Continue reading “When shame works and when it doesn’t “

Social media as formation

Adam is right that what we do on social media has analogies with liturgy. But it’s that analogy which highlights the problems with his broader argument about the aimlessness of those liturgical practices. Liturgy is not merely vain repetition, dead ritual. It forms us; it trains us in particular habits of body, of affect, of mind. Liturgy is social, and so it is political. That’s not to say it’s good – for every politically radical celebration of the Eucharist there’s a counter-example of liturgy functioning to maintain an instrument of kyriarchal domination – or even necessarily transformative – it can function to maintain a status quo as easily as to create a new kind of social order. But it is formative.

In some ways it’s true that, on Twitter at least, I inhabit a kind of social and political bubble. It didn’t take me long to get over the liberal desire to ensure that my timeline was a nice balance of people I agreed with and people I disagreed with: I no longer think I’m going to learn anything of value from paying attention to Tories. But it’s also true that, over the last ten years or so, my Twitter community changed me than almost any other group I belong to. It’s not just that my political views are different. I’ve been thinking a lot lately about the way that Twitter rites have changed my affective response to the world around me. I no longer feel safer when I see police walking around my neighbourhood. I no longer feel sentimental and inspired by Christian anti-trafficking campaigns. And it has changed my practice: I read different books than I would have done; I teach different texts; I spend my time and my money and my energy differently.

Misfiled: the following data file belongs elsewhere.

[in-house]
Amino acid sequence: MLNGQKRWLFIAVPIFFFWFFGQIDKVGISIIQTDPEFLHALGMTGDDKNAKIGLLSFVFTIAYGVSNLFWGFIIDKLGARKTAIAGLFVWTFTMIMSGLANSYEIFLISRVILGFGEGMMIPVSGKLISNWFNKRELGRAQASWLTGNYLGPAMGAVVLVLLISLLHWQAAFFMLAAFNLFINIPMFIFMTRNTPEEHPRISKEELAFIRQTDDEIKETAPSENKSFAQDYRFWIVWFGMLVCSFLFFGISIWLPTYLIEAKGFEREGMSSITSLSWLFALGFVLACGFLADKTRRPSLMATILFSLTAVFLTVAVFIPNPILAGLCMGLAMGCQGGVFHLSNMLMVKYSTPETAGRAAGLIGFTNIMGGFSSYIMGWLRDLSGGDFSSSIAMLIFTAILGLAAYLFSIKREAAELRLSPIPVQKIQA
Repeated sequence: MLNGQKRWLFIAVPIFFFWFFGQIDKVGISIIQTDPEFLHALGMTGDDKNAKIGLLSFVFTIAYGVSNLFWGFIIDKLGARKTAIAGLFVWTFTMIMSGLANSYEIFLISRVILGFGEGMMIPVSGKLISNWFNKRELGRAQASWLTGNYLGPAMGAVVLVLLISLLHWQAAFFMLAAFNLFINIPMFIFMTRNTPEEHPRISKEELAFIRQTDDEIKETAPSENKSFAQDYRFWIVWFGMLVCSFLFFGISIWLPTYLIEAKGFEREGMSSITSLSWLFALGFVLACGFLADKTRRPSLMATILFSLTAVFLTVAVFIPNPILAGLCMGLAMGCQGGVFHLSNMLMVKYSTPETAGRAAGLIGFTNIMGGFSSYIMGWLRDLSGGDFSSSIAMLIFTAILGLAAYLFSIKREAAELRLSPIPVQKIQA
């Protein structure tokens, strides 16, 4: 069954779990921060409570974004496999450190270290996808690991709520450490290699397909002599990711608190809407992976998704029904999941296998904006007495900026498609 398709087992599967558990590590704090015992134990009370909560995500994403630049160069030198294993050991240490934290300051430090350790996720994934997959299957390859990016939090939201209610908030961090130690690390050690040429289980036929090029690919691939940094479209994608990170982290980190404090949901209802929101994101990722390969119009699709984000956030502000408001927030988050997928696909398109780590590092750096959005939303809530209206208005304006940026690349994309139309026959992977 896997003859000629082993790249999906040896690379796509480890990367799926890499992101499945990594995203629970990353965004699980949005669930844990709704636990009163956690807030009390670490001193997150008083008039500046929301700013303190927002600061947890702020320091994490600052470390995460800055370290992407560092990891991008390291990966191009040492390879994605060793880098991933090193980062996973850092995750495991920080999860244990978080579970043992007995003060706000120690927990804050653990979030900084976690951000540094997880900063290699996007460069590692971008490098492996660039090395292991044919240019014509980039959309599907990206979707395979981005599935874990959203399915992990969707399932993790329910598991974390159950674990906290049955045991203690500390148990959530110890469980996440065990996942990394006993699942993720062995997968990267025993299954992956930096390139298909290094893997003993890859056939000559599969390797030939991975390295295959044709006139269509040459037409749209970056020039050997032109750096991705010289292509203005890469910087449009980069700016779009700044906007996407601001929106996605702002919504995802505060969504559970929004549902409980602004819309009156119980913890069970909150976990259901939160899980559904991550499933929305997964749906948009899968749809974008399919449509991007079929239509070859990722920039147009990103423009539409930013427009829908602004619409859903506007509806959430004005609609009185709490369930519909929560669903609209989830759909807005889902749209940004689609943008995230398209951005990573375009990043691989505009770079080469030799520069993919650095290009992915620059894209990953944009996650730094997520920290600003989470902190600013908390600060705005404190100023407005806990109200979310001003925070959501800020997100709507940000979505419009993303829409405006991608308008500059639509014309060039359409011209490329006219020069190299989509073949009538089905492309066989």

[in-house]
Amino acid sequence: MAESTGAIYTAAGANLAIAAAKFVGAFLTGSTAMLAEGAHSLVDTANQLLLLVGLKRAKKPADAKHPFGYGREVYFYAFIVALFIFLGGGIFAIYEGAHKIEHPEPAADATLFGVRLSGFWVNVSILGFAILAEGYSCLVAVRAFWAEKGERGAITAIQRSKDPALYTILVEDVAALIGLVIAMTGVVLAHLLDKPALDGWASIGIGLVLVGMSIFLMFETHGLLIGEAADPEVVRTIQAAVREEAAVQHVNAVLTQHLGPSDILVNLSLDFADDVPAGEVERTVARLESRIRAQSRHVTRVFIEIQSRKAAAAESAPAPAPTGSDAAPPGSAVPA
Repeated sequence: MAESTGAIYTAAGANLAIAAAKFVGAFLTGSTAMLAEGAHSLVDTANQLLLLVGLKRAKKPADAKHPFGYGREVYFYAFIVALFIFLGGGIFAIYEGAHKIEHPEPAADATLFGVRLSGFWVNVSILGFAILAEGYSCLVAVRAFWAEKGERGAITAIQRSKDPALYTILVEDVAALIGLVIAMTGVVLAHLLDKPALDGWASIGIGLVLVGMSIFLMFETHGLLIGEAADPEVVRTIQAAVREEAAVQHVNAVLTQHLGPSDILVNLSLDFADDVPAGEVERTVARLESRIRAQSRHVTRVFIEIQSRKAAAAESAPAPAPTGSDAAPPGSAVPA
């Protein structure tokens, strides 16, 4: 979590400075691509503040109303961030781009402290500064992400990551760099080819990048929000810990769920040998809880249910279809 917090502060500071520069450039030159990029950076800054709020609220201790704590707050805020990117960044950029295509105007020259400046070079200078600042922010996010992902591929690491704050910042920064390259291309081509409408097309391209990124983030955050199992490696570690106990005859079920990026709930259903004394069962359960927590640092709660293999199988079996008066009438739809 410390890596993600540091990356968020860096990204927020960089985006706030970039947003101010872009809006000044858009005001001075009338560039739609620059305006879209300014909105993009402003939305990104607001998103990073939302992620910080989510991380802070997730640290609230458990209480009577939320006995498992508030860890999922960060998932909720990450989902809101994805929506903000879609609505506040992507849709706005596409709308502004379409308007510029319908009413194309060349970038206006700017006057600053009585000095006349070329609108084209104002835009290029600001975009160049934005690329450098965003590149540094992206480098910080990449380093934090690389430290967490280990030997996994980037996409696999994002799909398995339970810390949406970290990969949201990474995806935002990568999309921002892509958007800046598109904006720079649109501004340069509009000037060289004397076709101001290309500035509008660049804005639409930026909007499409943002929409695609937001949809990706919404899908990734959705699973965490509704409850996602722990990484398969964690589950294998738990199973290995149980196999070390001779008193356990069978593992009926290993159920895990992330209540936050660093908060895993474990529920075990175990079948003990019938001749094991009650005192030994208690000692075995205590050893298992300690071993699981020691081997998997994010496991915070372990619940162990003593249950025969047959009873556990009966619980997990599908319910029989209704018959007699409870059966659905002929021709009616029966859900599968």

Of course, Twitter didn’t have to change me, at least not as much as it has. I probably could  have joined a more familiar kind of community there, one where I already knew the appropriate words and movements by rote. But the problem isn’t routine as such. If there’s anything my charismatic evangelical upbringing taught me it’s that when you try to reject liturgy in the name of constant, personal and original engagement, what you tend to end up with isn’t spontaneous and authentic invention, it’s just shoddy ritual. Communities develop habits over time; they produce shared practices and affective responses. What if the choice isn’t between liturgy and meaningful action in the world but between good liturgies and bad ones?

Social media as liturgy

Hegel once said, “Reading the morning newspaper is the realist’s morning prayer. One orients one’s attitude toward the world either by God or by what the world is. The former gives as much security as the latter, in that one knows how one stands.” For most of us, the role of the morning paper has been replaced by social media. It is our go-to site for world events and more intimate news alike. For most of us, it is the first page we pull up to read over our morning coffee, and our experience of the internet is increasingly intermediated through it. We visit other sites only when social media brings them to our attention, and we then return to social media to comment on them.